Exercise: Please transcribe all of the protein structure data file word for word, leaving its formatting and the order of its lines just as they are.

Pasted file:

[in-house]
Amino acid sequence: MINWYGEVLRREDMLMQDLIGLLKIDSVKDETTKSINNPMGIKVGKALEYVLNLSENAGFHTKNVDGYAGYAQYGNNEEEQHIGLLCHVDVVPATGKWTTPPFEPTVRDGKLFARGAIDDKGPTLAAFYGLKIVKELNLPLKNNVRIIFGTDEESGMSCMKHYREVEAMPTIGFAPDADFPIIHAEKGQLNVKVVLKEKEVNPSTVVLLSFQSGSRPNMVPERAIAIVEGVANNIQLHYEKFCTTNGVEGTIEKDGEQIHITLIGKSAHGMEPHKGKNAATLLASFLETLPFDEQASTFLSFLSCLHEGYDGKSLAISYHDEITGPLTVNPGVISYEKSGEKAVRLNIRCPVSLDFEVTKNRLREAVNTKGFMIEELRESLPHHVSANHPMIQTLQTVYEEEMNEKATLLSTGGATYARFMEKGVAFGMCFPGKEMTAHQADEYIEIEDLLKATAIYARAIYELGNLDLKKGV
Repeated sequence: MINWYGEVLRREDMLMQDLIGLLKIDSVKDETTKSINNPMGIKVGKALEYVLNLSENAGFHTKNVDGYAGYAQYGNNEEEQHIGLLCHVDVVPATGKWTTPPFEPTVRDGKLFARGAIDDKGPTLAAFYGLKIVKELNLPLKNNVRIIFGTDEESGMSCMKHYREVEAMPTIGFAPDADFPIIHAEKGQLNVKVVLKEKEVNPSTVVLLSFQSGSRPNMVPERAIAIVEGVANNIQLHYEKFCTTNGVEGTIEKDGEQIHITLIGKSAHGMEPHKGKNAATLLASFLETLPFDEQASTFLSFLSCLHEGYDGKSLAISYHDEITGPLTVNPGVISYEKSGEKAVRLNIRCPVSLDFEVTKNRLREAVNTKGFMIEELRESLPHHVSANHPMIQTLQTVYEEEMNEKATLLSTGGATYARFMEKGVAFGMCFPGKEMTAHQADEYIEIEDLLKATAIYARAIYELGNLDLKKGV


[in-house]
Amino acid sequence: MINWYGEVLRREDMLMQDLIGLLKIDSVKDETTKSINNPMGIKVGKALEYVLNLSENAGFHTKNVDGYAGYAQYGNNEEEQHIGLLCHVDVVPATGKWTTPPFEPTVRDGKLFARGAIDDKGPTLAAFYGLKIVKELNLPLKNNVRIIFGTDEESGMSCMKHYREVEAMPTIGFAPDADFPIIHAEKGQLNVKVVLKEKEVNPSTVVLLSFQSGSRPNMVPERAIAIVEGVANNIQLHYEKFCTTNGVEGTIEKDGEQIHITLIGKSAHGMEPHKGKNAATLLASFLETLPFDEQASTFLSFLSCLHEGYDGKSLAISYHDEITGPLTVNPGVISYEKSGEKAVRLNIRCPVSLDFEVTKNRLREAVNTKGFMIEELRESLPHHVSANHPMIQTLQTVYEEEMNEKATLLSTGGATYARFMEKGVAFGMCFPGKEMTAHQADEYIEIEDLLKATAIYARAIYELGNLDLKKGV
Repeated sequence: MINWYGEVLRREDMLMQDLIGLLKIDSVKDETTKSINNPMGIKVGKALEYVLNLSENAGFHTKNVDGYAGYAQYGNNEEEQHIGLLCHVDVVPATGKWTTPPFEPTVRDGKLFARGAIDDKGPTLAAFYGLKIVKELNLPLKNNVRIIFGTDEESGMSCMKHYREVEAMPTIGFAPDADFPIIHAEKGQLNVKVVLKEKEVNPSTVVLLSFQSGSRPNMVPERAIAIVEGVANNIQLHYEKFCTTNGVEGTIEKDGEQIHITLIGKSAHGMEPHKGKNAATLLASFLETLPFDEQASTFLSFLSCLHEGYDGKSLAISYHDEITGPLTVNPGVISYEKSGEKAVRLNIRCPVSLDFEVTKNRLREAVNTKGFMIEELRESLPHHVSANHPMIQTLQTVYEEEMNEKATLLSTGGATYARFMEKGVAFGMCFPGKEMTAHQADEYIEIEDLLKATAIYARAIYELGNLDLKKGV